Horrible Imaginings Film Festival Celebrates 10th Anniversary This Weekend
Horror film fest started in San Diego and now calls Orange County its home
I have seen HIFF evolve from a crazy idea Miguel Rodriguez had to a growing and healthy film festival celebrating a decade of bringing horror and the macabre to the big screen. For full disclosure, I have helped with the festival for many years and for the past two have remained on hand as a judge for its film awards.
Must-See HIFF Films
"How to Be Alone"
"Saori, Piling Up"
"What Daphne Saw"
"For My Cat, Mieze"
Last year the festival moved from San Diego and the Museum of Photographic Arts to the Frida Cinema in Orange County.
"Largely the motivation for moving it was we got an offer from an art house cinema in Santa Ana in Orange County and it was a great size cinema and their enthusiasm was intoxicating because finding a home and a venue in San Diego has always been an up hill battle," Rodriguez said. "We were at the Museum of Photographic Arts for the last three years that we were here and it got to be financially extremely burdensome not just for the theater itself but for being in Balboa Park, which closes early and there's no food so we had to buy food to bring it in. There were just so many challenges that the dual mode of them wanting us to be there and us having so much trouble here it just really facilitated the choice to move even though it was a tough choice."
The move has not changed the festival's mission of showcasing horror and the macabre across various genres, styles and media. So at this year's HIFF you can find comedies, dramas, youth films, socially conscious films, foreign films, ballet (yes, a zombie ballet!), and more but all explore dark themes and push the boundaries of what we define as horror. And yes there are also zombies, serial killers, ghosts, and demons.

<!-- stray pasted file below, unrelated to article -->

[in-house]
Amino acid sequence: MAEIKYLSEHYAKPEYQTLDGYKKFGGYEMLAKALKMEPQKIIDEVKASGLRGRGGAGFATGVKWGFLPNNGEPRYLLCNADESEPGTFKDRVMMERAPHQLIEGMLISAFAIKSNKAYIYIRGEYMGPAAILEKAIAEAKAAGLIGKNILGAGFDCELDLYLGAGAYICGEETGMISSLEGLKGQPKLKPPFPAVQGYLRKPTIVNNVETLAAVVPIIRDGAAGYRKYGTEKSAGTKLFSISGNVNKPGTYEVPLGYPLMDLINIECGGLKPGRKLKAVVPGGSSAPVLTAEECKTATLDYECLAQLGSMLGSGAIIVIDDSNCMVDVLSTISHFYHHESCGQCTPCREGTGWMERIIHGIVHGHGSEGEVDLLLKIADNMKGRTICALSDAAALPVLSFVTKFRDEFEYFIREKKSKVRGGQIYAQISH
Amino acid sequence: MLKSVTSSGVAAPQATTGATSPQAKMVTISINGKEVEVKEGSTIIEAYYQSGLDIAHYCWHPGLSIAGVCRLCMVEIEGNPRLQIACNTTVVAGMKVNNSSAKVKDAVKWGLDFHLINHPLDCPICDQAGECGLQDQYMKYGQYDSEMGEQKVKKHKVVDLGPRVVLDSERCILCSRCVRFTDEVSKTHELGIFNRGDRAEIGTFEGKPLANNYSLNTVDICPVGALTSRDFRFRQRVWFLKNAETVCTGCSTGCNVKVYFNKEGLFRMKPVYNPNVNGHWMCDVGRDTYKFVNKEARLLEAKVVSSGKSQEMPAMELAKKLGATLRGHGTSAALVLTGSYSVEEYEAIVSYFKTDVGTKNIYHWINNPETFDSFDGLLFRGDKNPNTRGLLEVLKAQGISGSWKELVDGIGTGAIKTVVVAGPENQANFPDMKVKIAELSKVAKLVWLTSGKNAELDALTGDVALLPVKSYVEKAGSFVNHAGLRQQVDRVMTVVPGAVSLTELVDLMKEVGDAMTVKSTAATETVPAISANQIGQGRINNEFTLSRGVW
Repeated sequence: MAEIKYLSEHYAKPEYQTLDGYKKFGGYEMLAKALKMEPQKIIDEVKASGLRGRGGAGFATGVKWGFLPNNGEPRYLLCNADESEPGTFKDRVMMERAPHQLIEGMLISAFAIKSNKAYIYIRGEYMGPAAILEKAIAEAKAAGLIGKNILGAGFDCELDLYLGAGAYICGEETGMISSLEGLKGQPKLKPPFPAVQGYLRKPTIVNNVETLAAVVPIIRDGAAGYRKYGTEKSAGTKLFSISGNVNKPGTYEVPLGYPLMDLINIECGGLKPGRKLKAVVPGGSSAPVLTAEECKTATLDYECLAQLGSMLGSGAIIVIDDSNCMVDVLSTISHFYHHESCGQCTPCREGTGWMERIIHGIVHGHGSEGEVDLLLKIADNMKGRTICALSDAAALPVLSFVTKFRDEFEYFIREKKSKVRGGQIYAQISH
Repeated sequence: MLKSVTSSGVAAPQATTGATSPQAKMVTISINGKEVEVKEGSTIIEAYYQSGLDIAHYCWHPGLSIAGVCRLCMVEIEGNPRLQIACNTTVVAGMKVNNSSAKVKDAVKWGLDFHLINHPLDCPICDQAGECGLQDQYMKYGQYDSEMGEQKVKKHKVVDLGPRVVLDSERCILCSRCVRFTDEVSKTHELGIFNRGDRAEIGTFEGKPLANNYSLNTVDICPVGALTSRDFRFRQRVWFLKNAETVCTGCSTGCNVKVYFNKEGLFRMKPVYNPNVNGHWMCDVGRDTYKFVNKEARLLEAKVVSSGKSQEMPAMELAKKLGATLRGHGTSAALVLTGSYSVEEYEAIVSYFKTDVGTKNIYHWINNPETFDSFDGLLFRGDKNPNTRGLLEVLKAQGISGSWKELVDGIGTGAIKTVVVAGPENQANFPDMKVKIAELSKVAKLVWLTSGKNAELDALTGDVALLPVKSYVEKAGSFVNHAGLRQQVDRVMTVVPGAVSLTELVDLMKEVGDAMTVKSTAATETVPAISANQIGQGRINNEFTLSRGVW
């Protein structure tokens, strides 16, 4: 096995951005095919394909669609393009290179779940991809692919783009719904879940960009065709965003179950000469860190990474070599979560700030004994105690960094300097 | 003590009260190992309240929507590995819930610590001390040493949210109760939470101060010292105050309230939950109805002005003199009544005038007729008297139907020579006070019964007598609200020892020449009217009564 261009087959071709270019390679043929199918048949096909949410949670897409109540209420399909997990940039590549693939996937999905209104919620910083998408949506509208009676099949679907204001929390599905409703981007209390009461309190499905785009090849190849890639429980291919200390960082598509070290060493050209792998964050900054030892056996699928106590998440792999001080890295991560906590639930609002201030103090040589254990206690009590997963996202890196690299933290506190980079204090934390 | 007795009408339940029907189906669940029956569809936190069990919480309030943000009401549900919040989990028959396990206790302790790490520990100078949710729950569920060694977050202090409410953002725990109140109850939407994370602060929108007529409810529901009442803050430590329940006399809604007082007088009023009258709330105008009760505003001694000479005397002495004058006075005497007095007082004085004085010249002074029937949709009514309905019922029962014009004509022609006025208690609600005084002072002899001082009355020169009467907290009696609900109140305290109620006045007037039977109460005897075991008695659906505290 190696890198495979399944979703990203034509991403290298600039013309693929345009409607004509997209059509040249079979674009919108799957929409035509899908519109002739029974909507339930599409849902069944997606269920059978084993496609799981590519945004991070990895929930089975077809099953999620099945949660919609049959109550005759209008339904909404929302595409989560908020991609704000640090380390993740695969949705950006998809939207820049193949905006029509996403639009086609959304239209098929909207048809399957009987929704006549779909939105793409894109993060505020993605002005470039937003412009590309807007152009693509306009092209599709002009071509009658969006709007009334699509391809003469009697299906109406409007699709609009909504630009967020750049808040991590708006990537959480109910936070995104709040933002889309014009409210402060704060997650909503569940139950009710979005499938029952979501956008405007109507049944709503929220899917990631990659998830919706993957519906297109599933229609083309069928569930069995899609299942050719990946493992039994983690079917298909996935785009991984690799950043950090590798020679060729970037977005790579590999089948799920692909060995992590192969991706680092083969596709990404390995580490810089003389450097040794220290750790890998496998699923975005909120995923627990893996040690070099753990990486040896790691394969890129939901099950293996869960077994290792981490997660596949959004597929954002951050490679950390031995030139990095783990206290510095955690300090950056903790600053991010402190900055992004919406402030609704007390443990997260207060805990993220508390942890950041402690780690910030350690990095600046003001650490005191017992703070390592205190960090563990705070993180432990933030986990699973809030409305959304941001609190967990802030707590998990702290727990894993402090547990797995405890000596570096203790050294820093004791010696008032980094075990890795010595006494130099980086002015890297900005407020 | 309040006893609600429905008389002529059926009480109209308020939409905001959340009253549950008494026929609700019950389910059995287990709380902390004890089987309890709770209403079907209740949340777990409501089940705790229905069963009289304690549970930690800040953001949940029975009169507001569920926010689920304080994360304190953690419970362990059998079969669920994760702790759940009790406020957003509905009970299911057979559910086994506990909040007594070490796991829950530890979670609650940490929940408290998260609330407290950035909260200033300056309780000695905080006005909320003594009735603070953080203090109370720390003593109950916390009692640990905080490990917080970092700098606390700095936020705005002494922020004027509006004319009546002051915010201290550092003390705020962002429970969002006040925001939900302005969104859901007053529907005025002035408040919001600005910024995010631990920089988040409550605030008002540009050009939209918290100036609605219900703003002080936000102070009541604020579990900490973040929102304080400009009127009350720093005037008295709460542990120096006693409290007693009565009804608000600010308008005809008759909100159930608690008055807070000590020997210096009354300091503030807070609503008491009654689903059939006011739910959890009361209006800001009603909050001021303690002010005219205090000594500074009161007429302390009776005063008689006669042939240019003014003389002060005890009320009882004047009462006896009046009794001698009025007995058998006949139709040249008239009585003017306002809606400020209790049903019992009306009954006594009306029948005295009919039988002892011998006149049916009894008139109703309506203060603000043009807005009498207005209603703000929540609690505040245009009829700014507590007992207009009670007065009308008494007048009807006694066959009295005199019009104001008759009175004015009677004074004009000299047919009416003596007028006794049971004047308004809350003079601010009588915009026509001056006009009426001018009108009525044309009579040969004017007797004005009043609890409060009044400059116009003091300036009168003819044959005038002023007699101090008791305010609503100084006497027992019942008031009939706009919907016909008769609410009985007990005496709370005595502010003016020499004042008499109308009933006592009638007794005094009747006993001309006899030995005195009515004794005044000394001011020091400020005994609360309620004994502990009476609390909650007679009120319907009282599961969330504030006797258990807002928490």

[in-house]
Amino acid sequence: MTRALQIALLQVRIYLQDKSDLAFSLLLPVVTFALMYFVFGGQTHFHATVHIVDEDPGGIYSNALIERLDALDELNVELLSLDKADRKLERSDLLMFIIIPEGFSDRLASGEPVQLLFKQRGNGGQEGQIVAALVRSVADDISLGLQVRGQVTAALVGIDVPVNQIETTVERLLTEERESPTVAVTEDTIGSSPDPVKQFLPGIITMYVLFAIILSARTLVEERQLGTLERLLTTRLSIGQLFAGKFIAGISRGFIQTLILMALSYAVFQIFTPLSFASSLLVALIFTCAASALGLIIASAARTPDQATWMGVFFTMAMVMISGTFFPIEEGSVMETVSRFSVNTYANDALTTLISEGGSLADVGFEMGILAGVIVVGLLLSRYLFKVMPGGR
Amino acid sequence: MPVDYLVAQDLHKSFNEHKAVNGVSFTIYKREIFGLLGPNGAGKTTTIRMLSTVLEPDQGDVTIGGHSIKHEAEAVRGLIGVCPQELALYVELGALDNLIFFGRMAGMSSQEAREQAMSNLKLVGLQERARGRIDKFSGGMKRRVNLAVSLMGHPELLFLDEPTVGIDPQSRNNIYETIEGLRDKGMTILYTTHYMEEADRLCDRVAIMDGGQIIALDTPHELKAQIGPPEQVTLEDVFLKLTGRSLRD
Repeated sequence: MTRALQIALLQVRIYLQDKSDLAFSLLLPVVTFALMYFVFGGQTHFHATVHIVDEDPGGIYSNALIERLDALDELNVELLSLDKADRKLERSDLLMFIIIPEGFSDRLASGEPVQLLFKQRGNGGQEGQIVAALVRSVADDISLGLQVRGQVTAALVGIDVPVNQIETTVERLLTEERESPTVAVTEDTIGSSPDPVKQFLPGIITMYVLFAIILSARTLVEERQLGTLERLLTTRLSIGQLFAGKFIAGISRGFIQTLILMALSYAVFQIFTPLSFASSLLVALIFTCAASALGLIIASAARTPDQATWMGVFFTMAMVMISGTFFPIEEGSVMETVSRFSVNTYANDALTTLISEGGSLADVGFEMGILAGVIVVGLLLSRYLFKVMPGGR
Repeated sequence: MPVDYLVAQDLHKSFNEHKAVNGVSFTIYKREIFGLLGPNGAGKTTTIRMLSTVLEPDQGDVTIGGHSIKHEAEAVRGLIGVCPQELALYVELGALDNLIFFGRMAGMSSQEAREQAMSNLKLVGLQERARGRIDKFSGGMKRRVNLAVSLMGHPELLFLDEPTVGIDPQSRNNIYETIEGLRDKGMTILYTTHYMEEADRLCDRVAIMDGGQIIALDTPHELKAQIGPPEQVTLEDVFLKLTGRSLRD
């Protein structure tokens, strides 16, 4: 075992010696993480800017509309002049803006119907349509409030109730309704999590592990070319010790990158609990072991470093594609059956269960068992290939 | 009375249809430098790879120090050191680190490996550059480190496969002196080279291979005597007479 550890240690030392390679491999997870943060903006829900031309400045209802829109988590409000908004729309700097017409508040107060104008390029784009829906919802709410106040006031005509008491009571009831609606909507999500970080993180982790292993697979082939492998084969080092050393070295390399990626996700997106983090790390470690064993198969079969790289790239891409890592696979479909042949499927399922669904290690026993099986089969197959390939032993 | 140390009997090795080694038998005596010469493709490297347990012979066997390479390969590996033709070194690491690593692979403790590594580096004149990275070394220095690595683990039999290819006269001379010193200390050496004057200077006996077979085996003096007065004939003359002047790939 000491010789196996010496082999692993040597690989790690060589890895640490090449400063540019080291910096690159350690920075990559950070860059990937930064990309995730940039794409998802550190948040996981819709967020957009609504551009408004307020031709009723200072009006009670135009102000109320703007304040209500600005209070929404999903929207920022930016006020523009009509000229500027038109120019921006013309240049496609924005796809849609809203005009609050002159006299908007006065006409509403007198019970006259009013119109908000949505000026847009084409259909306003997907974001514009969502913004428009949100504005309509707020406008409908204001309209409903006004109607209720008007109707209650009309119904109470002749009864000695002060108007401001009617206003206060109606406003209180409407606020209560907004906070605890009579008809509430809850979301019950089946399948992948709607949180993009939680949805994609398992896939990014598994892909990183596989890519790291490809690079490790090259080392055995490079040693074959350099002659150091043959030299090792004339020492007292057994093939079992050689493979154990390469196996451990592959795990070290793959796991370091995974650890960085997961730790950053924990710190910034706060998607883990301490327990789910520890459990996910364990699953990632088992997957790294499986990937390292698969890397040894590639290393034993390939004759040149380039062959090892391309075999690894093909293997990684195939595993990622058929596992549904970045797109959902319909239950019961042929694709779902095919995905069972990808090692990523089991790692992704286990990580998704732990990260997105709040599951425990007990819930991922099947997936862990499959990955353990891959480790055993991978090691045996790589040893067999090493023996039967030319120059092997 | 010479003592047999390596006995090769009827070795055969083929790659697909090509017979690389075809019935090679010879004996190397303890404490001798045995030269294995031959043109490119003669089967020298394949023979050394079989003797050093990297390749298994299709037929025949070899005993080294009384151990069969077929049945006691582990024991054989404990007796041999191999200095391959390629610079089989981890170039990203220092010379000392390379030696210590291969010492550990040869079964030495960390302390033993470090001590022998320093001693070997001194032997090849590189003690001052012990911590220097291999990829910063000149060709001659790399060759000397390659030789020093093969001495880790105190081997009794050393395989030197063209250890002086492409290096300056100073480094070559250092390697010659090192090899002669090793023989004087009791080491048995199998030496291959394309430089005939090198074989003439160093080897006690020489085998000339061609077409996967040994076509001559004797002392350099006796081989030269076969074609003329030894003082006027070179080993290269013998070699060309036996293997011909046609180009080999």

In seeing all the films each year there are sometimes trends in horror that seem to emerge or spontaneously manifest themselves. Two years ago, a large number of zombie films flipped the perspective from the people fighting the reanimated corpses to that of the undead themselves. At a time when our political climate is clouded by hate and prejudice, films that take the point of view of the outsider or "other" resonate with special force.
This year, one trend I saw was an increase in the number of wordless films. Horror films truly lend themselves to wordless tales where visuals, music and sound effects take center stage. This is not something new but this year an impressive number of films chose to avoid dialogue. This reflects some smart filmmaking in the sense that these films require no subtitles and therefore can play in any country because fear is a universal language, and not requiring sync sound or recording dialogue on the set is cheaper and easier.
But the choice is mostly an artistic one.
"What we're trying to show is that we can come together, different types of people can come together because of fear is so universal that that emotion is so universal," Rodriguez said. "But also there's just something about leaving out words that kind of makes it a little more nightmarish. It makes it a little more ethereal, a little less real. Dialogue and words tend to ground things in a way that makes them potentially more familiar and a little less scary. Whereas without the dialogue it has this effect that maybe you're dreaming, maybe something is askew that is a little hard to describe. And if done correctly it can be very effective."